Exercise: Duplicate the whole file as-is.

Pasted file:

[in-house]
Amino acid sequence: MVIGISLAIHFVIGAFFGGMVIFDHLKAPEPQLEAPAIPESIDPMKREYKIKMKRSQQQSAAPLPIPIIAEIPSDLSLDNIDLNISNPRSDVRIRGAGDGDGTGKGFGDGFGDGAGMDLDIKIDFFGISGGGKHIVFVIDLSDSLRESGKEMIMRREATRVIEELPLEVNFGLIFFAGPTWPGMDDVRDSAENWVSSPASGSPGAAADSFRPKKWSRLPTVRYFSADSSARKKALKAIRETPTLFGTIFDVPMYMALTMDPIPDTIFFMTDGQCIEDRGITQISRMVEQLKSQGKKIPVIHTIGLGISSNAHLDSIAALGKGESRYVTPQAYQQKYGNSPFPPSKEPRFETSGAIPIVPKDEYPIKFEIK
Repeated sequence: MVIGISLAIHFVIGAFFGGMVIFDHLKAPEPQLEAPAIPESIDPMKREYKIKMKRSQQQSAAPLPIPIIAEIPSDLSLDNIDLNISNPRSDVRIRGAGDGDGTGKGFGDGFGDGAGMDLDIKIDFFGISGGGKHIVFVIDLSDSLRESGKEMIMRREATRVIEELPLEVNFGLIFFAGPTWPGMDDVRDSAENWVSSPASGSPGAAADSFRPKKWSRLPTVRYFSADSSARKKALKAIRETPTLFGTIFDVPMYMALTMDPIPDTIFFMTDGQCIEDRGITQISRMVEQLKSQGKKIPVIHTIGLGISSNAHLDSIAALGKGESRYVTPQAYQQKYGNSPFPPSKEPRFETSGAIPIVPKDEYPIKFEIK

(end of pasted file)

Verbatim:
[in-house]
Amino acid sequence: MVIGISLAIHFVIGAFFGGMVIFDHLKAPEPQLEAPAIPESIDPMKREYKIKMKRSQQQSAAPLPIPIIAEIPSDLSLDNIDLNISNPRSDVRIRGAGDGDGTGKGFGDGFGDGAGMDLDIKIDFFGISGGGKHIVFVIDLSDSLRESGKEMIMRREATRVIEELPLEVNFGLIFFAGPTWPGMDDVRDSAENWVSSPASGSPGAAADSFRPKKWSRLPTVRYFSADSSARKKALKAIRETPTLFGTIFDVPMYMALTMDPIPDTIFFMTDGQCIEDRGITQISRMVEQLKSQGKKIPVIHTIGLGISSNAHLDSIAALGKGESRYVTPQAYQQKYGNSPFPPSKEPRFETSGAIPIVPKDEYPIKFEIK
Repeated sequence: MVIGISLAIHFVIGAFFGGMVIFDHLKAPEPQLEAPAIPESIDPMKREYKIKMKRSQQQSAAPLPIPIIAEIPSDLSLDNIDLNISNPRSDVRIRGAGDGDGTGKGFGDGFGDGAGMDLDIKIDFFGISGGGKHIVFVIDLSDSLRESGKEMIMRREATRVIEELPLEVNFGLIFFAGPTWPGMDDVRDSAENWVSSPASGSPGAAADSFRPKKWSRLPTVRYFSADSSARKKALKAIRETPTLFGTIFDVPMYMALTMDPIPDTIFFMTDGQCIEDRGITQISRMVEQLKSQGKKIPVIHTIGLGISSNAHLDSIAALGKGESRYVTPQAYQQKYGNSPFPPSKEPRFETSGAIPIVPKDEYPIKFEIK